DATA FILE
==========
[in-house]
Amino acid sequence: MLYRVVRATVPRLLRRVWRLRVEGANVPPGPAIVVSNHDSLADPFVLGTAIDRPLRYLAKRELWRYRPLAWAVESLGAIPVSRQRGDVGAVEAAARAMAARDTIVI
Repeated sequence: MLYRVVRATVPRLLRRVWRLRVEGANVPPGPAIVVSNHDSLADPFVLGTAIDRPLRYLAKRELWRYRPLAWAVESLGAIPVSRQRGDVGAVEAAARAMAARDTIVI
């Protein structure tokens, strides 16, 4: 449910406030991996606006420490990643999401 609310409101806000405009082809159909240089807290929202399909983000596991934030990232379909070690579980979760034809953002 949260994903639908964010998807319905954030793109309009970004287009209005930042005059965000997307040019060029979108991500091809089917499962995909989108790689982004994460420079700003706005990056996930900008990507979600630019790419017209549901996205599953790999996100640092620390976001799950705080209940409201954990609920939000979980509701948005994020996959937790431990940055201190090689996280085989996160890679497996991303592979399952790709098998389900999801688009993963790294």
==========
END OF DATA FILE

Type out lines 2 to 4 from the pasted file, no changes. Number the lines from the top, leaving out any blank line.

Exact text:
Amino acid sequence: MLYRVVRATVPRLLRRVWRLRVEGANVPPGPAIVVSNHDSLADPFVLGTAIDRPLRYLAKRELWRYRPLAWAVESLGAIPVSRQRGDVGAVEAAARAMAARDTIVI
Repeated sequence: MLYRVVRATVPRLLRRVWRLRVEGANVPPGPAIVVSNHDSLADPFVLGTAIDRPLRYLAKRELWRYRPLAWAVESLGAIPVSRQRGDVGAVEAAARAMAARDTIVI
């Protein structure tokens, strides 16, 4: 449910406030991996606006420490990643999401 609310409101806000405009082809159909240089807290929202399909983000596991934030990232379909070690579980979760034809953002 949260994903639908964010998807319905954030793109309009970004287009209005930042005059965000997307040019060029979108991500091809089917499962995909989108790689982004994460420079700003706005990056996930900008990507979600630019790419017209549901996205599953790999996100640092620390976001799950705080209940409201954990609920939000979980509701948005994020996959937790431990940055201190090689996280085989996160890679497996991303592979399952790709098998389900999801688009993963790294």